Late in the race, he was hurt by fliers distributed outside Catholic churches by a group called Citizens Opposed to Politicians Who Pander to Perverts, which was angry with Kelly’s vote against allowing the Boy Scouts to remain in their rent-free headquarters because of their policy prohibiting gay leaders. Kelly sued Paul Corbett, the Lawndale man who crafted the harshly worded “voter alert,” but a judge ruled in Corbett’s favor.
‘DROP IN THE BUCKET’
Kelly, who lives in Somerton, enrolled in the Deferred Retirement Option Plan and decided not to run again in 2011.
The DROP issue is perhaps the most controversial in the city. Some oppose it because of the cost. Others believe city employees, not elected officials, should be entitled to the perk.
Most are outraged when elected officials enroll in the program, run for re-election, collect their DROP payment and return to office.
Former Councilwoman Joan Krajewski, whose term just ended, did just that, winning re-election in 2007 despite being in DROP.
“When Joan went into it, there was no uproar,” Kelly said.
There was plenty of uproar in 2011, as Councilman Frank Rizzo and Commissioner Marge Tartaglione lost their seats in the primary election, in large measure, because of their participation in DROP.
Kelly believes outrage grew as the economy slumped, and he sees the plan’s payments as a “drop in the bucket” in the overall budget. Still, he thinks that anyone who enrolls in DROP — from the “mayor on down to the sanitation department” — should be required to retire for good after the four-year period.
GETTING HIS LAURELS
On Dec. 15, Council held its last session of the year. Colleagues lauded Kelly for his opposition to tax increases and library closings and promotion of animal care, firefighter and paramedic safety and arts and cultural funding.
Looking back, Kelly is proud of raising awareness of college campus safety after deadly shootings at Virginia Tech and the dangers of the staph infection MRSA. He also brought Beth Holloway — whose daughter Natalee remains missing after a trip to Aruba in 2005 — to Council and called for a boycott of the island resort for its fumbling of the investigation.
The former councilman also brought Project Lifesaver to the city. Children or elderly people with medical conditions wear a coded bracelet, making it easier for police to find them if they wander away.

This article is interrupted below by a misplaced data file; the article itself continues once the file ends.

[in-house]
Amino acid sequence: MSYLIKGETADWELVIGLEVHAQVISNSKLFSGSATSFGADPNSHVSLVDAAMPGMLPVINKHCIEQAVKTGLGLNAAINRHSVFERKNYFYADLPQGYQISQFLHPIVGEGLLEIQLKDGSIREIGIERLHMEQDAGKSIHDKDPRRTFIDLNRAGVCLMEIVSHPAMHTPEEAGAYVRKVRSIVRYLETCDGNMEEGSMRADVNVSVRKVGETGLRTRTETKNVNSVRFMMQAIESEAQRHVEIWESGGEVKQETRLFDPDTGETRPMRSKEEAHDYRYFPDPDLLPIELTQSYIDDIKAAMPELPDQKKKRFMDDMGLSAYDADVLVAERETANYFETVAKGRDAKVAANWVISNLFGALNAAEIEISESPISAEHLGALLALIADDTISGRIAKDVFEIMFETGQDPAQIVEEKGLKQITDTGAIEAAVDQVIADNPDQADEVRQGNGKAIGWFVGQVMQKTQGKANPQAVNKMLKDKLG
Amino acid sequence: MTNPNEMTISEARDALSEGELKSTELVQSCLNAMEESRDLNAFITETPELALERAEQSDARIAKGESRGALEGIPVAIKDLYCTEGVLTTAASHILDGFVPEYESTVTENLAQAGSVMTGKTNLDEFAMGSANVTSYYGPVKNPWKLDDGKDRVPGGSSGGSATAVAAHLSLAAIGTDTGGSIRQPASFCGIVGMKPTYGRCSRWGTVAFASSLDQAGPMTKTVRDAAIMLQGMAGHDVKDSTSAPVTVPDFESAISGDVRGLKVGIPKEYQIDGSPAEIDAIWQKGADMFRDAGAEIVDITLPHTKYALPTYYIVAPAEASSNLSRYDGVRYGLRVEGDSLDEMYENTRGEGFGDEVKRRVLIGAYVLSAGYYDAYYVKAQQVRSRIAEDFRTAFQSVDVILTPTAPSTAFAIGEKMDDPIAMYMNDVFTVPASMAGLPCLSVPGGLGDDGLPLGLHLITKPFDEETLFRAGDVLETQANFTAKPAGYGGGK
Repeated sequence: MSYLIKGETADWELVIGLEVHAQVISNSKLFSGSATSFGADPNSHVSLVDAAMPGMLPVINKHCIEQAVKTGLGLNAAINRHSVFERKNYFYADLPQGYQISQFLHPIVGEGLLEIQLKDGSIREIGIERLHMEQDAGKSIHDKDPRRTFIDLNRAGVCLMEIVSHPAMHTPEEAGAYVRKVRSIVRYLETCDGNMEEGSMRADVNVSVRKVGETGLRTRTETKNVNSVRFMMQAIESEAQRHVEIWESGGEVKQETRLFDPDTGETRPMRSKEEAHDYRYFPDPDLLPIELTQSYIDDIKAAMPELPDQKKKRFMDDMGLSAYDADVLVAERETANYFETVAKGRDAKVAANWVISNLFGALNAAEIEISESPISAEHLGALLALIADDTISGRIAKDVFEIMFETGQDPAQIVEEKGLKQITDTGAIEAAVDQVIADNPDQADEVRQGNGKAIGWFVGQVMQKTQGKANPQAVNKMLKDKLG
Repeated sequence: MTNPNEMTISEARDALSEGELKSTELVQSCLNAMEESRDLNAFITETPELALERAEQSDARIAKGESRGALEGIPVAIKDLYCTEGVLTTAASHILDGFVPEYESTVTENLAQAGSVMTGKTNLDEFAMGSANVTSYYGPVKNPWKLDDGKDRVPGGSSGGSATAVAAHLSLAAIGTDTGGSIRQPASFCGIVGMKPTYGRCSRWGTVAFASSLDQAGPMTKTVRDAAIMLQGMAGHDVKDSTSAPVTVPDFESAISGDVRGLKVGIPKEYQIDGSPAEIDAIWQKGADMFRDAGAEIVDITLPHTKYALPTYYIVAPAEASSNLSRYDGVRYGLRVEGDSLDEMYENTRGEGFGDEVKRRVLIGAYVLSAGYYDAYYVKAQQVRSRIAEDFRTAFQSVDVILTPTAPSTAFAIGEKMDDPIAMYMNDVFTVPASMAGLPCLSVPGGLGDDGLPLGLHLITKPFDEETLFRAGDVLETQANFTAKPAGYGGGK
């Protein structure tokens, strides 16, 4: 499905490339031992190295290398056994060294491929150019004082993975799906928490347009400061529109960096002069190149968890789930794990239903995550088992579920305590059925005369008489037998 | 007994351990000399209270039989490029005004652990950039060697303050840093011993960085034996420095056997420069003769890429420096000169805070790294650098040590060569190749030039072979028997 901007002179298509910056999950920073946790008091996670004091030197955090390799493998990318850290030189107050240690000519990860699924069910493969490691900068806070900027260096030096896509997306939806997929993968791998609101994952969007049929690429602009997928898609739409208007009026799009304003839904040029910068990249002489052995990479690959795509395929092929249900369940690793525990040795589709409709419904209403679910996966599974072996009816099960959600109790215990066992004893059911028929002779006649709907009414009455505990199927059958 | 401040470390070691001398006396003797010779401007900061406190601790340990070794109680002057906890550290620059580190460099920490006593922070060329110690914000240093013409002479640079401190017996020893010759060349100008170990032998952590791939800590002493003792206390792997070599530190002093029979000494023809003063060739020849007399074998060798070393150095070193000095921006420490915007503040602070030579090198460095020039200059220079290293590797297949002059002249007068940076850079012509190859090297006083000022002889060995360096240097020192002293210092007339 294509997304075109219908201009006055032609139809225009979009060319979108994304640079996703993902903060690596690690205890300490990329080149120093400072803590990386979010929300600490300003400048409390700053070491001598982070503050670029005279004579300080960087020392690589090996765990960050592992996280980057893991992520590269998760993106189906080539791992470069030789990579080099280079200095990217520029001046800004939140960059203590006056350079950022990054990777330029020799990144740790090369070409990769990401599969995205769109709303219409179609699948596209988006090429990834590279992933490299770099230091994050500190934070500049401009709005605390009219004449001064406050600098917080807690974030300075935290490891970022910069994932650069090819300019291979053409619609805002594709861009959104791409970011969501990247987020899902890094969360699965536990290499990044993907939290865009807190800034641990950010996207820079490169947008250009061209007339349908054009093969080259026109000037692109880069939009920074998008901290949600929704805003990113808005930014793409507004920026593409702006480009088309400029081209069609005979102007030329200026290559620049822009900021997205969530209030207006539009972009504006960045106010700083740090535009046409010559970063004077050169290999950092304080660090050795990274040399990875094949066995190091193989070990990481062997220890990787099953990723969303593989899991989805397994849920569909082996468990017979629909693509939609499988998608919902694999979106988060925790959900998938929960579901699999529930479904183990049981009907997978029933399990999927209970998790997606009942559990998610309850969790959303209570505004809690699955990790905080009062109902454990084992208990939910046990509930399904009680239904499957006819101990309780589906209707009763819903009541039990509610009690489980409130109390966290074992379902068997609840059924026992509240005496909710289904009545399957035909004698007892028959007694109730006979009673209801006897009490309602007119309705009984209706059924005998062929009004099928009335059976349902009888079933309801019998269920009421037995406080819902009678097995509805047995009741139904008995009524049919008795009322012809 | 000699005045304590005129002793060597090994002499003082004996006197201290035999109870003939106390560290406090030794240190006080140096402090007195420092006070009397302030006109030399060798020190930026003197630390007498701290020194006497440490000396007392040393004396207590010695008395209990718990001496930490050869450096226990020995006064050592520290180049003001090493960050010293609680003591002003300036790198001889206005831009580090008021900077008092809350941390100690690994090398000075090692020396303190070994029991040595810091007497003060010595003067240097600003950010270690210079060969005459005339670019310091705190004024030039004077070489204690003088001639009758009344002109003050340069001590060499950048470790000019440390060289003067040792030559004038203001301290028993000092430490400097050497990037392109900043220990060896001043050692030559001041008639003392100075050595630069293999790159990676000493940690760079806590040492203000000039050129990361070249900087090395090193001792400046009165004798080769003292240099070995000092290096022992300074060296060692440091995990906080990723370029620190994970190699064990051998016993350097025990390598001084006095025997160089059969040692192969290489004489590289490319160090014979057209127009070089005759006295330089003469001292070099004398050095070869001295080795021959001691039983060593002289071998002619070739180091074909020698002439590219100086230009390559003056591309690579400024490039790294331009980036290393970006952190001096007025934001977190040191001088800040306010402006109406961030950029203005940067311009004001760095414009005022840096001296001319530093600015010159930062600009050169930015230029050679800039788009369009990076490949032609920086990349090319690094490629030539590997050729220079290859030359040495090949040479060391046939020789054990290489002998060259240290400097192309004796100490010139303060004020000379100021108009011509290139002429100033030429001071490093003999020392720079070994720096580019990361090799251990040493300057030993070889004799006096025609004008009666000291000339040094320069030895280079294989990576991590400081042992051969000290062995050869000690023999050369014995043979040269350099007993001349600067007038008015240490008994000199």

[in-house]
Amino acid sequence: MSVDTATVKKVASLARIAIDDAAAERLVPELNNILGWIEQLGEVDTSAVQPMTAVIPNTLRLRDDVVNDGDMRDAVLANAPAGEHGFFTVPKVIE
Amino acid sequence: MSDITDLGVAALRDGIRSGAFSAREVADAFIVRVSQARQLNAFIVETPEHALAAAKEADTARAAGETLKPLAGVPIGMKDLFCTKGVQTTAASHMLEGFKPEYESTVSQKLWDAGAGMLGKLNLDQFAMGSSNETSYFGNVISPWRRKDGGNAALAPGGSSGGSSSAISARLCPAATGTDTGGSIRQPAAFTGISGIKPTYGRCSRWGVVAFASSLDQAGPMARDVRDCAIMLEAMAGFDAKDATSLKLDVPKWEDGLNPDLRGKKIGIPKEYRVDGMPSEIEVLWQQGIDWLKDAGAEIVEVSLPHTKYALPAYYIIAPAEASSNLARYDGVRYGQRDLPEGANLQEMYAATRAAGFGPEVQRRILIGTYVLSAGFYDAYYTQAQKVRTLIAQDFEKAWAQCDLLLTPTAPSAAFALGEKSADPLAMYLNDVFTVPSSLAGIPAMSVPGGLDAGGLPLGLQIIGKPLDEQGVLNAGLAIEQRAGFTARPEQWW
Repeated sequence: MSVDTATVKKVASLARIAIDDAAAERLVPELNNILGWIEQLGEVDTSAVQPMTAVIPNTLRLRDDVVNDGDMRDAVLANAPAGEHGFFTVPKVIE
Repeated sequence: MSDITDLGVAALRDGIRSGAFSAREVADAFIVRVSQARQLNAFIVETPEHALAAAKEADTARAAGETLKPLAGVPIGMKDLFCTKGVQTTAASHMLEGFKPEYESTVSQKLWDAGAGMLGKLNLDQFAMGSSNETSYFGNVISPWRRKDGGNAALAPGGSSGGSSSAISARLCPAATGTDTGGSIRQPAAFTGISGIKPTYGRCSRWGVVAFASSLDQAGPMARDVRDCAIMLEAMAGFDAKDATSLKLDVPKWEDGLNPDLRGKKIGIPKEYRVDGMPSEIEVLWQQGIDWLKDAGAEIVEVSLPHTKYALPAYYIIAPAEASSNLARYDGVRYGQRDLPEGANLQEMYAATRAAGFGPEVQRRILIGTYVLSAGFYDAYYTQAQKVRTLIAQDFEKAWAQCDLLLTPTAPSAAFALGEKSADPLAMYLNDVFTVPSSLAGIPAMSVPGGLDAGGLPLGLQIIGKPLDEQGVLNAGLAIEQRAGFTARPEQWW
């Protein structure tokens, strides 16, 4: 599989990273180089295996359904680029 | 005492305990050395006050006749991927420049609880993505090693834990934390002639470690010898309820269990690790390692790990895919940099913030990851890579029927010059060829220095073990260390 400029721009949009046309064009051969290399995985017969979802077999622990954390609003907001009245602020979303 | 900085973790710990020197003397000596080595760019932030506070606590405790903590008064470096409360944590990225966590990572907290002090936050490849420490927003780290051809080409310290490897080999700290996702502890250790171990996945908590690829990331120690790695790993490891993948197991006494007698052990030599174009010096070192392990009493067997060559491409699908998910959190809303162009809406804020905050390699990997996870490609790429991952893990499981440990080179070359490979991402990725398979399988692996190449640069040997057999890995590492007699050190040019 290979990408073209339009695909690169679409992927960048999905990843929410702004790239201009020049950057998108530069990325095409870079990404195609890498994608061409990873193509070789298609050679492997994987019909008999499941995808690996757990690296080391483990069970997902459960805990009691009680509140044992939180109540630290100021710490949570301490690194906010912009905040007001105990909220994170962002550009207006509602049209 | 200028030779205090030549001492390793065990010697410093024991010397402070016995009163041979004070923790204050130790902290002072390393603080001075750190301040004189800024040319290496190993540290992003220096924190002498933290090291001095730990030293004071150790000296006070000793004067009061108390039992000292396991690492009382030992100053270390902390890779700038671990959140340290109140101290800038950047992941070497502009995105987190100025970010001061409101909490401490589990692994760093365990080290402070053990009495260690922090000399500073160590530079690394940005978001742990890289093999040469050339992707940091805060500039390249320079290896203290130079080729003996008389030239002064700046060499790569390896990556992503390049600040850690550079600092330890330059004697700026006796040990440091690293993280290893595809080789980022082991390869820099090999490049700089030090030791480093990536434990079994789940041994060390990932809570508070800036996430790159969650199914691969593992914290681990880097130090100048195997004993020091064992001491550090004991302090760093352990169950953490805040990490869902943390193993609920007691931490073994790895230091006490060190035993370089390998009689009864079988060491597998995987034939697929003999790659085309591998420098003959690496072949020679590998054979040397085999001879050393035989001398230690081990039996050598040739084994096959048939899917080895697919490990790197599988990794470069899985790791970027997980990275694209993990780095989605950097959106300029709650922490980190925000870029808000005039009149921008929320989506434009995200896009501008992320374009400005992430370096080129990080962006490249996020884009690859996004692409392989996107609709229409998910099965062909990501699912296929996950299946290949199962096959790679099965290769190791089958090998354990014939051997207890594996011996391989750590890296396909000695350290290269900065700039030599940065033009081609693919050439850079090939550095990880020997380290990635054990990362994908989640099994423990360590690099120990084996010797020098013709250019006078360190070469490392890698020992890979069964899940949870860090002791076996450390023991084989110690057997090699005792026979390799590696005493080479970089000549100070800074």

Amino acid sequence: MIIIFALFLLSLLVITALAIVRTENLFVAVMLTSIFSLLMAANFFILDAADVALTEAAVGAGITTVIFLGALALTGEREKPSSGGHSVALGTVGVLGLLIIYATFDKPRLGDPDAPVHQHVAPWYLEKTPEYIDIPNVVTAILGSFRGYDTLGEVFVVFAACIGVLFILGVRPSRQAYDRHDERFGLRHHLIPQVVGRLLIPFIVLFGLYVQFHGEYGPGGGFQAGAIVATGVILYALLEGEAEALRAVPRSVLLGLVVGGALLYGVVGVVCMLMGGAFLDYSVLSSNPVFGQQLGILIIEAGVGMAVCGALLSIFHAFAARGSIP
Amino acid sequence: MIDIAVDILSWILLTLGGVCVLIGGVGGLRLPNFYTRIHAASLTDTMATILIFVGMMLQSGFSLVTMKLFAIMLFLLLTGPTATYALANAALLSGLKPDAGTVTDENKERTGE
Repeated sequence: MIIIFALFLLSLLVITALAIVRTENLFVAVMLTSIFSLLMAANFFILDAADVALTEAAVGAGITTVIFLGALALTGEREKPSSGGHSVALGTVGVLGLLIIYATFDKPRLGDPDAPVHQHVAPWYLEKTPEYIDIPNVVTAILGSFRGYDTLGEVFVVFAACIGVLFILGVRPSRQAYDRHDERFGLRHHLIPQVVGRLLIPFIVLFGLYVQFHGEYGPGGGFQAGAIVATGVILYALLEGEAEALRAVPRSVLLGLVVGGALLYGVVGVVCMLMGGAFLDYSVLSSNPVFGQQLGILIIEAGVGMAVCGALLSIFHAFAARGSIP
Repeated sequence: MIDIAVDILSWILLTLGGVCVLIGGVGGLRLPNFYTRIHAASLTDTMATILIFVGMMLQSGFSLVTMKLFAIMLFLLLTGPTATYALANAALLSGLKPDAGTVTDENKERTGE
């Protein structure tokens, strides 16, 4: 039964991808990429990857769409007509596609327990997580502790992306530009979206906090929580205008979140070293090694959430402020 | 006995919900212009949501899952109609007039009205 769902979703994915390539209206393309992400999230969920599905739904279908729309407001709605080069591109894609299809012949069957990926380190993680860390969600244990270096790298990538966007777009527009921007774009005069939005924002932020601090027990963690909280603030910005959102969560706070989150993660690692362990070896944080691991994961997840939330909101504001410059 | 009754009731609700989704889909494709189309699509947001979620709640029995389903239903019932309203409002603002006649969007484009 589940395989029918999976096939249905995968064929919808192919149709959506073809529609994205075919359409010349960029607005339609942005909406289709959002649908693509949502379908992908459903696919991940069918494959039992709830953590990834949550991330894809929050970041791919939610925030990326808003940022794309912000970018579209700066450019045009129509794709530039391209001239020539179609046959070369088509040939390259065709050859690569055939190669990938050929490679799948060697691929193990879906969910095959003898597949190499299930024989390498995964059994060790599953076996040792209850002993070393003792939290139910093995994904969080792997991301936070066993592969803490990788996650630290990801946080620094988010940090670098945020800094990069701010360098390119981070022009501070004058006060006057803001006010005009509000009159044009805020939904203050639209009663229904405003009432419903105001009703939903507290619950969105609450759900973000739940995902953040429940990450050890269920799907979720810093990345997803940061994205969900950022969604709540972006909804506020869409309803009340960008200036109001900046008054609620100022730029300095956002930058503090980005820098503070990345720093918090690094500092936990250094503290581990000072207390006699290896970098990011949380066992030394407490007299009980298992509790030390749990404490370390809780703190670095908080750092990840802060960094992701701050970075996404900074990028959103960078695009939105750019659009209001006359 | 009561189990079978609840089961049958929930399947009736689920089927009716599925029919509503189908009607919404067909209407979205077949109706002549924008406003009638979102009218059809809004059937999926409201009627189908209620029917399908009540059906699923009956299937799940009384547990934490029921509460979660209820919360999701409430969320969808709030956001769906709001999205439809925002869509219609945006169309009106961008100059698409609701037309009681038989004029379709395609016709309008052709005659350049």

“It’s already saved a couple of lives,” he said.
As for the future, he plans to spend time at a new vacation home in Cape May County, N.J. He and wife, Kathy, are looking forward to a trip to Hawaii in the spring. And they’ll visit their four adult children, all of whom live outside the area.
“I’ll have the time,” he said.
Although retired, he’ll stay active on the political scene. He views Mitt Romney as the strongest Republican presidential candidate. He counts Democratic Councilman Bill Green as a capable contender for mayor in 2015. And he hopes the state and national GOP make efforts to boost the struggling Philadelphia Republican City Committee.
Kelly isn’t especially close to the two new at-large Republicans, Denny O’Brien and David Oh.
Still, he thinks O’Brien’s longtime support for autistic children will lead him to support Project Lifesaver and he likes Oh’s focus on a friendly business climate.
“I wish them both well,” he said.
Looking ahead, he wants to see Philadelphia become the first big city on the East Coast to adopt a “no kill” policy for animals.
Other big issues the city faces, he said, are real estate assessments and pensions. Lower business taxes are a must in his opinion.
“It’s amazing that anybody is interested in coming to Philadelphia to start a business,” he said.
Kelly fought to reopen the so-called “mini-City Hall” at 9239 Roosevelt Blvd. and wants to see its services expanded.
Overall, he’s hopeful that local Council members fight for the Northeast.
“I’d like to see the Northeast get its fair share,” he said ••EndFragment